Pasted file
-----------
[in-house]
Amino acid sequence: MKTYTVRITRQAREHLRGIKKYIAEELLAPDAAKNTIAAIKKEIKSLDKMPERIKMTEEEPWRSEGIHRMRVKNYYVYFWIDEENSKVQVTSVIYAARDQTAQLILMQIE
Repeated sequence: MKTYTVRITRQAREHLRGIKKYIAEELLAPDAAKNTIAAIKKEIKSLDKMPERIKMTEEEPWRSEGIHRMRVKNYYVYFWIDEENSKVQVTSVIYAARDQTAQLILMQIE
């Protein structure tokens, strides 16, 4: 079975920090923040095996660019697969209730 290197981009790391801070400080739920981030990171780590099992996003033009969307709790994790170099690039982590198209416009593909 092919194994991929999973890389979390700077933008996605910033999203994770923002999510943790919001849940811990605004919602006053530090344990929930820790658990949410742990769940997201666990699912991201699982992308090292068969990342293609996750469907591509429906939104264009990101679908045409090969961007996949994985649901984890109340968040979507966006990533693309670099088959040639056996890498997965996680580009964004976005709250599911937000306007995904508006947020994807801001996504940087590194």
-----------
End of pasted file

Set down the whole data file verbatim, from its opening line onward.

[in-house]
Amino acid sequence: MKTYTVRITRQAREHLRGIKKYIAEELLAPDAAKNTIAAIKKEIKSLDKMPERIKMTEEEPWRSEGIHRMRVKNYYVYFWIDEENSKVQVTSVIYAARDQTAQLILMQIE
Repeated sequence: MKTYTVRITRQAREHLRGIKKYIAEELLAPDAAKNTIAAIKKEIKSLDKMPERIKMTEEEPWRSEGIHRMRVKNYYVYFWIDEENSKVQVTSVIYAARDQTAQLILMQIE
């Protein structure tokens, strides 16, 4: 079975920090923040095996660019697969209730 290197981009790391801070400080739920981030990171780590099992996003033009969307709790994790170099690039982590198209416009593909 092919194994991929999973890389979390700077933008996605910033999203994770923002999510943790919001849940811990605004919602006053530090344990929930820790658990949410742990769940997201666990699912991201699982992308090292068969990342293609996750469907591509429906939104264009990101679908045409090969961007996949994985649901984890109340968040979507966006990533693309670099088959040639056996890498997965996680580009964004976005709250599911937000306007995904508006947020994807801001996504940087590194």